"The X-rays traveled through space for 5-billion years before slamming into and overwhelming Swift's X-ray Telescope on 21 June."

"It was an indescribable feeling when I realized, at that moment, that I was the only person in the whole universe who knew that this extraordinary event had occurred"

The only person within 10 billion light years (5 billion in just our direction). What an incredible waste of space. So lonely...

Ugh, eating lunch and posting - I was too slow. Seems several of us caught that.
jselin
4.8 / 5 (4) Jul 14, 2010
"It was an indescribable feeling when I realized, at that moment, that I was the only person in the whole universe who knew that this extraordinary event had occurred."

I'd have to disagree... the "locals" 5 billion years ago when this thing went off were probably quite aware a nearby star exploded. That is, if you believe life is abundant.

EDIT: Haha, wow too slow I guess. I like that 4 of us were all typing the same basic thing!
Ravenrant
1.8 / 5 (5) Jul 14, 2010
Actually his statement is correct, there probably wasn't anyone else who was alive at that time that knew about it.
frajo
3.4 / 5 (5) Jul 14, 2010
there probably wasn't anyone else who was alive at that time that knew about it.
How do you calculate this probability?
omatumr
2.1 / 5 (7) Jul 14, 2010
More important would be information on the energy source for the blast.

The US Department of Energy should know, or at least have some ideas.

The largest known sources of nuclear are:
Neutron Repulsion > Fusion > Fission
Journal of Fusion Energy 20 (2001) 197-201

With kind regards,
Oliver K. Manuel
Former NASA Principal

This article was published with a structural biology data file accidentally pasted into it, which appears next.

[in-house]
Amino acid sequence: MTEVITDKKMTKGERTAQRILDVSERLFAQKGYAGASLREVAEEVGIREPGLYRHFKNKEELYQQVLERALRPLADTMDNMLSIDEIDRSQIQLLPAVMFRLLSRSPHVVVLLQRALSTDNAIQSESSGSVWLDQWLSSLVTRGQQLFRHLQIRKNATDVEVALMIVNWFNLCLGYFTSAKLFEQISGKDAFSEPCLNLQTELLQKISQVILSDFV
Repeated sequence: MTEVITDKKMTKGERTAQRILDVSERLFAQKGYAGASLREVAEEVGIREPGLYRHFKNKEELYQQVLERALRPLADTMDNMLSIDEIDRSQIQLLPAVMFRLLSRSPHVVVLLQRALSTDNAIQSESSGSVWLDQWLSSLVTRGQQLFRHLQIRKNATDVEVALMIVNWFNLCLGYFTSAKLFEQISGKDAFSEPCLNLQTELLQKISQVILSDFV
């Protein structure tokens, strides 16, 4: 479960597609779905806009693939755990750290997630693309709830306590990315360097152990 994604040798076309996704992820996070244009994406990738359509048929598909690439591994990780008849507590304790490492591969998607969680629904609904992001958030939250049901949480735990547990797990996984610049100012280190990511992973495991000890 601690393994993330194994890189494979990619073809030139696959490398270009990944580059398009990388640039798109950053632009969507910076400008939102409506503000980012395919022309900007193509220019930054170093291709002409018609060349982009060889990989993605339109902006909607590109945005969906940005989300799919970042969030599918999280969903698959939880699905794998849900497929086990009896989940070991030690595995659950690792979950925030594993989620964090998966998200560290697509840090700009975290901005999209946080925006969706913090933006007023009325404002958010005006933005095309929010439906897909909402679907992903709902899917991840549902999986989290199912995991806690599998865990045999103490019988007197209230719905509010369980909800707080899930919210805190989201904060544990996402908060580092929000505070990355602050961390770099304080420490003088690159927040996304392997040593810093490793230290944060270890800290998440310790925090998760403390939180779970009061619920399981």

Investigator for Apollo
Ethelred
3.7 / 5 (7) Jul 15, 2010
Neutron Repulsion > Fusion > Fission


Nonexistent things can't be greater than Fusion or Fission or for that matter a lighter.

And a few you failed to mention. Matter anti-Matter, core collapse super-nova, stellar collisions, Neutron Star collisions. Oh yes how about a neutron star colliding with a black hole.

Ethelred
Hesperos
not rated yet Jul 15, 2010
Ok, a jet was pointed at the Solar System. Is that such a big deal? It could be if the source were 5 million instead of 5 billion light years away.
omatumr
3 / 5 (4) Jul 15, 2010
Please see the related news story and comments on PhysOrg, "Unravelling the Mystery of Massive Star Birth: All Stars are Born the Same Way"

With kind regards,
Oliver K. Manuel
Ethelred
4 / 5 (4) Jul 16, 2010
Please notice the total lack of any sign of a neutron star in that article.

How about you figure out just how often an iron atom is supposed to decay your hypothesis? Then see how big a stack of iron would be needed to see a decay in a reasonable length of time. Then compare it the experiment in India. Do the math first before you look please.

Ethelred
Modernmystic
1 / 5 (1) Jul 27, 2010
Didn't Luke blow that thing up?

More news stories

NASA's space station Robonaut finally getting legs

Robonaut, the first out-of-this-world humanoid, is finally getting its space legs. For three years, Robonaut has had to manage from the waist up. This new pair of legs means the experimental robot—now stuck ...

Cosmologists weigh cosmic filaments and voids

(Phys.org) —Cosmologists have established that much of the stuff of the universe is made of dark matter, a mysterious, invisible substance that can't be directly detected but which exerts a gravitational ...

Ex-Apple chief plans mobile phone for India

Former Apple chief executive John Sculley, whose marketing skills helped bring the personal computer to desktops worldwide, says he plans to launch a mobile phone in India to exploit its still largely untapped ...

Filipino tests negative for Middle East virus

A Filipino nurse who tested positive for the Middle East virus has been found free of infection in a subsequent examination after he returned home, Philippine health officials said Saturday.

Egypt archaeologists find ancient writer's tomb

Egypt's minister of antiquities says a team of Spanish archaeologists has discovered two tombs in the southern part of the country, one of them belonging to a writer and containing a trove of artifacts including reed pens ...

Airbnb rental site raises $450 mn

Online lodging listings website Airbnb inked a $450 million funding deal with investors led by TPG, a source close to the matter said Friday.